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Government must tackle 'stark inequalities' in physical activity uptake a new BMA report warns

Doctors are calling on the Government to take urgent action to improve low levels of physical activity across the UK which is directly contributing to poor population health.

The new report1 published by the BMA today highlights the ‘stark inequalities’ between people living in deprived areas2 and the rest of the country. New analysis shows that 34 per cent of adults in the most deprived areas of England were classified as inactive, compared to the national average of 23 per cent.

It also highlights that BAME groups3, LGBT people4 and people living with disabilities5 came below the national average in physical activity levels and that women were less likely to exercise than men due to a variety of social, cultural and environmental factors.

The BMA is calling on the Government to implement changes to improve the uptake of physical activity, with a focus on tackling inequalities, across four key areas:

  • Travel: increase the cross-departmental government budget for active travel to £20 per head to cover the promotion of activities such as walking and cycling;
  • Leisure: provide local government with the resource to reverse budget cuts to open spaces and recreation facilities, with targeted additional investment in the most deprived local areas;
  • School: physical education needs to be recognised and protected as an essential part of the school curriculum;
  • Work: the NHS should act as an ‘anchor institution’ to encourage and facilitate active travel and set an example for other employers.

Responding to the report, BMA board of science chair Professor Dame Parveen Kumar, said:

“As doctors, we see first-hand the negative impact of low levels of physical activity on the population’s health including the rise in hospital admissions as result of those living with preventable long-term conditions.

“It is unacceptable that the Government is not doing more to encourage greater levels of physical activity, particularly for those living in deprived areas and those groups of people where inequalities exist.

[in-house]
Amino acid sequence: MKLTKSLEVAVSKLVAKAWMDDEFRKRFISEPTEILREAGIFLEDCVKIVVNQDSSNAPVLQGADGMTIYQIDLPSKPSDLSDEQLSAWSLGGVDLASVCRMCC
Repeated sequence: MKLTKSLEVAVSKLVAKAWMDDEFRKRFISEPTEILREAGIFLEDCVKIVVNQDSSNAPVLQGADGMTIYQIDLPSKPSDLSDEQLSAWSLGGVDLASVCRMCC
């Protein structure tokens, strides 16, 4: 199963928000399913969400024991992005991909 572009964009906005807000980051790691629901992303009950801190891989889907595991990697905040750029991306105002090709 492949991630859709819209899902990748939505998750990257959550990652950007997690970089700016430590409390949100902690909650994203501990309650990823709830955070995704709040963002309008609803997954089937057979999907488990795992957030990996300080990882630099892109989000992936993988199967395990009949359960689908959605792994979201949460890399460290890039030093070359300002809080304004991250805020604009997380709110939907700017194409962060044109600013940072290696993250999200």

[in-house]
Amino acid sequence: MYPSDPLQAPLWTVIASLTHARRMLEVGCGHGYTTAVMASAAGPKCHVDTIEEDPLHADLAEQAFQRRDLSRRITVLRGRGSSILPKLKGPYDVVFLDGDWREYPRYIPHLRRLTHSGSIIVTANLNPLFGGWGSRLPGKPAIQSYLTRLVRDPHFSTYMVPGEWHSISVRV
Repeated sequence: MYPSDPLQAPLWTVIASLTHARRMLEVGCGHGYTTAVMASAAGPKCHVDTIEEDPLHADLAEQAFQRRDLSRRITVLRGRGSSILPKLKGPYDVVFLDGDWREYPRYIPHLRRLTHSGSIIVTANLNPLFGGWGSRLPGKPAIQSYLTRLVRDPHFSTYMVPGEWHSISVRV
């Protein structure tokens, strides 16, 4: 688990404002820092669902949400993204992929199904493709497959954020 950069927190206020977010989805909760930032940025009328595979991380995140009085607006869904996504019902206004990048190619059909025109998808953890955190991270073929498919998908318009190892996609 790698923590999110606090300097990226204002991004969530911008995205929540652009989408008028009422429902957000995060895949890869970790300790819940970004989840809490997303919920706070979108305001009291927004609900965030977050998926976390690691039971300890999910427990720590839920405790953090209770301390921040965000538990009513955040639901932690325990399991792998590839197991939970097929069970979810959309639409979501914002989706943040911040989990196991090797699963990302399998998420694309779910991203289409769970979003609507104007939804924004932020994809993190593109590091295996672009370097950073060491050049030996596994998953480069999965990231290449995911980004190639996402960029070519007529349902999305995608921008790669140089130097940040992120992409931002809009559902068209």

“Exercise has an enormous amount of health benefits, from the prevention and management of chronic diseases to improved mental health and increased social interaction, and should therefore be affordable and accessible to all.

“Clearly, the overall benefits of increased physical activities far outweigh the effort and resources required for the Government to make these important changes. Investing now in getting people more active will be cost-effective in the long run and drastically improve the nation’s health.”

ENDS

Notes to editors

The BMA is a trade union representing and negotiating on behalf of all doctors in the UK. A leading voice advocating for outstanding health care and a healthy population. An association providing members with excellent individual services and support throughout their lives.

  1. Report ‘Get a Move on – steps to increase physical activity’ is attached. This will go live tomorrow at 9am – link here.
  2. In 2016/17, 34% of adults in the most deprived areas of England were classified as inactive, compared to the national average of 23%. Data sources: Sport England Active Lives Survey data[i] and Index of Multiple Deprivation 2019
  3. Compared to the average (23% in England), Asian (31%), Black (29%) and Other (30%) ethnic groups are more likely to be physically inactive - https://www.ethnicity-facts-figures.service.gov.uk/health/exercise-and-activity/physical-inactivity/latest
  4. LGBT (Lesbian, Gay, Bisexual, Transgender, and other sexual and gender identities) people are less likely to be active than the general population, with detrimental consequences for health. A survey by Pride Sports found that 55% of LGBT men and 56% of LGBT women are not active enough to maintain good health, as compared to 33% and 45% of the general male and female population respectively. 64% of LGBT people who did not identify as male or female (eg as genderfluid or genderqueer) were not active enough to maintain good health. The report identified that significant barriers to participation in sport are faced by LGBT people, including homophobia, biphobia and transphobia. Pride Sports (2016). Sport, Physical Activity and LGBT. [Online]. Available at https://www.sportengland.org/media/11116/pride-sport-sport-physical-activity-and-lgbt-report-2016.pdf
  5. People with a disability or health condition are twice as likely to be inactive compared to people who do not have a disability. [1] Sport England (2018). Active Lives Adult Survey May 2017/18 report. [Online]. Available at https://www.sportengland.org/media/13768/active-lives-adult-may-17-18-report.pdf

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